There are no traps or counters or instants or interrupts or ANYTHING that lets you do ANYTHING that is not on your turn.  You can only play cards form your hand, or trigger effects on your turn, so after you're done, you kind of just sit there on your opponent's turn, like a crazy person.  Taunting them,  because that's all you can do!  There's nothing you can do about anything they do on their turn AT ALL but pray for a deus ex machina from your deck!

Mr. Mackey just pulled, like, 6 BLUE SYMBOLS from the top of his deck...

The players continue to go back and forth until all of the 'bots on one player's side are defeated, which signals the end of the war...

More Than Meets the Eye...

Okay, so the art on these cards, especially the character cards, is fantastic.

I mean, we have a badass FOIL robot on one side:

Flip that bad boy over, and you get a badass vehicle on the other:

And they're all here, too.  You've got multiple versions of major players like Megatron, Starscream, and Bumblebee, but you've also got EVERY SINGLE DINOBOT from Swoop to Grimlock!

Grimlock was my favorite, and I never got him as a child...  Not bitter about it or anything...

There is a noticeable absence of Soundwave and his cassette tapes, or ANY of the Combiner style Transformers like the Constructicons, even though with this format I could easily see a team of six 4 Star robots that when flipped create a SINGLE GIANT PICTURE of DEVASTATOR, but I guess that's what expansions are for.

I also like the fact that there is nothing that prevents cards from being used together, such as class restrictions or alignment.  You could very well make a playable deck with cards that you get JUST from boosters.  There's no energy or land cards that you can ONLY get from the starters, and I think that helps lower the intimidation factor of getting into this game.

Buy It!, Try It!, or Fly It!

So, I kind of have a hard time with this game.  Because I like it...  Kind of.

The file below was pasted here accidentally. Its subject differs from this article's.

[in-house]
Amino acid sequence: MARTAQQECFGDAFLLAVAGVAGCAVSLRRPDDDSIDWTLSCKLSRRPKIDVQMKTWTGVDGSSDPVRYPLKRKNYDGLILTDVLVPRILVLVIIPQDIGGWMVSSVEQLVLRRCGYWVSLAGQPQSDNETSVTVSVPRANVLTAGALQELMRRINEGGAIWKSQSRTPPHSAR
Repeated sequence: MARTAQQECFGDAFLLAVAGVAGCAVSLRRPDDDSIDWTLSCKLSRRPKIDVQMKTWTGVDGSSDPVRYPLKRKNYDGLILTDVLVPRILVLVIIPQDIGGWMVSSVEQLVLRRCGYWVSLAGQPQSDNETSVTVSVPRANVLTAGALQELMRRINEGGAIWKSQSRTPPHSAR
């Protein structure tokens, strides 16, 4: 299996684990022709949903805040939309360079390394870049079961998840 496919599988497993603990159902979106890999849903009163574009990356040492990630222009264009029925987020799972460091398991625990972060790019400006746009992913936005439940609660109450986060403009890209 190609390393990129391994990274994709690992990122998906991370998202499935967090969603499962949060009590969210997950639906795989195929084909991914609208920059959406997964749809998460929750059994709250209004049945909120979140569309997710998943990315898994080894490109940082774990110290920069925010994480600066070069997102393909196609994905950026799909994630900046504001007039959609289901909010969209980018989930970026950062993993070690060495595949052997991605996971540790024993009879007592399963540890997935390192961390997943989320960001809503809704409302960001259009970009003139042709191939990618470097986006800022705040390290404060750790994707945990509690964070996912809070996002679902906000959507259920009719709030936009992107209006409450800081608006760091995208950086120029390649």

There's a lot of stuff TO like.  Great artwork, easy to get into, and no card restrictions based on alignment or character class, though there are cards that are only for specific characters, such as Starscream's Null Ray.  This all makes this game a great system for GETTING INTO trading card games.

However, the game play leaves a lot to be desired.  There's nothing wrong with Rock, Paper, Scissor gameplay, in fact, that's what I love most about this system!  My issue is the apparent lack of agency you have during your opponent's turn.

Other games like Magic or even the Munchkin CCG, there's an element of bluffing that goes on, where you're almost daring the other player to try something because you have something SO JUICY up your sleeve.  But in this game, they truly are JUST WORDS, because you can do absolutely NOTHING if it's not your turn.

But I think, and this is just a guess, that I'm not the target audience of this game.  And neither is the typical TCG crowd, or even the 30somethings that wait for Target to open in order to buy all the AWESOME Generation 1 inspired toys while the rest of us get stuck with the crappy ones based on the movies...

I THINK the real target audience for this game...  is kids...  I mean, it says on the box "Ages 8+"...

I know, right?

Who would have thought that a card game based on a cartoon which was based on a toy would be designed for kids?

But I have to say, with THOSE goggles on, this game makes a lot of sense.  As it is, Transformers is a lot of fun (on your turn), and when you realize that complicated rules like summoning costs and resolution chaining can be intimidating to younger players, you start to appreciate a game system that essentially says, "You want to do that?  Do it!"

The Verdict...?